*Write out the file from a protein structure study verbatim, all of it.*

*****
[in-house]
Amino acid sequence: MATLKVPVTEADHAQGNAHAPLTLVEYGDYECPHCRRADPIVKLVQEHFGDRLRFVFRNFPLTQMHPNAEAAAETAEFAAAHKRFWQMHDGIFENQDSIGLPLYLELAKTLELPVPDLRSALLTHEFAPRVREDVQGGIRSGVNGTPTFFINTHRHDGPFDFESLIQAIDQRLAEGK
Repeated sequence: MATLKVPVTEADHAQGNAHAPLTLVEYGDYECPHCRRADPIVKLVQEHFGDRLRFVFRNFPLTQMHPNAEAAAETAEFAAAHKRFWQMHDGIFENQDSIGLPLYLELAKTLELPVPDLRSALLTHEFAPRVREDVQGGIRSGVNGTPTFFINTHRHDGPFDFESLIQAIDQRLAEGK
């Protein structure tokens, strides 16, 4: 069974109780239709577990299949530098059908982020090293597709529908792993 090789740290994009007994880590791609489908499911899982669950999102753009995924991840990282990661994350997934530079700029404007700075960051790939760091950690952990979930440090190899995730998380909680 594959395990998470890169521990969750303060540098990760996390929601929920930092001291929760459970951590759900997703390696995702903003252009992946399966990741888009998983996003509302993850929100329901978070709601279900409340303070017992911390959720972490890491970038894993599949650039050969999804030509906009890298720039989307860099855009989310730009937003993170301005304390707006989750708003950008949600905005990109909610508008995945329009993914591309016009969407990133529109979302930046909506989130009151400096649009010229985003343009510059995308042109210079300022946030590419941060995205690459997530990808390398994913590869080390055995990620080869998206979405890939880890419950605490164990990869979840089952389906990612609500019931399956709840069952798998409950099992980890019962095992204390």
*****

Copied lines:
[in-house]
Amino acid sequence: MATLKVPVTEADHAQGNAHAPLTLVEYGDYECPHCRRADPIVKLVQEHFGDRLRFVFRNFPLTQMHPNAEAAAETAEFAAAHKRFWQMHDGIFENQDSIGLPLYLELAKTLELPVPDLRSALLTHEFAPRVREDVQGGIRSGVNGTPTFFINTHRHDGPFDFESLIQAIDQRLAEGK
Repeated sequence: MATLKVPVTEADHAQGNAHAPLTLVEYGDYECPHCRRADPIVKLVQEHFGDRLRFVFRNFPLTQMHPNAEAAAETAEFAAAHKRFWQMHDGIFENQDSIGLPLYLELAKTLELPVPDLRSALLTHEFAPRVREDVQGGIRSGVNGTPTFFINTHRHDGPFDFESLIQAIDQRLAEGK
């Protein structure tokens, strides 16, 4: 069974109780239709577990299949530098059908982020090293597709529908792993 090789740290994009007994880590791609489908499911899982669950999102753009995924991840990282990661994350997934530079700029404007700075960051790939760091950690952990979930440090190899995730998380909680 594959395990998470890169521990969750303060540098990760996390929601929920930092001291929760459970951590759900997703390696995702903003252009992946399966990741888009998983996003509302993850929100329901978070709601279900409340303070017992911390959720972490890491970038894993599949650039050969999804030509906009890298720039989307860099855009989310730009937003993170301005304390707006989750708003950008949600905005990109909610508008995945329009993914591309016009969407990133529109979302930046909506989130009151400096649009010229985003343009510059995308042109210079300022946030590419941060995205690459997530990808390398994913590869080390055995990620080869998206979405890939880890419950605490164990990869979840089952389906990612609500019931399956709840069952798998409950099992980890019962095992204390």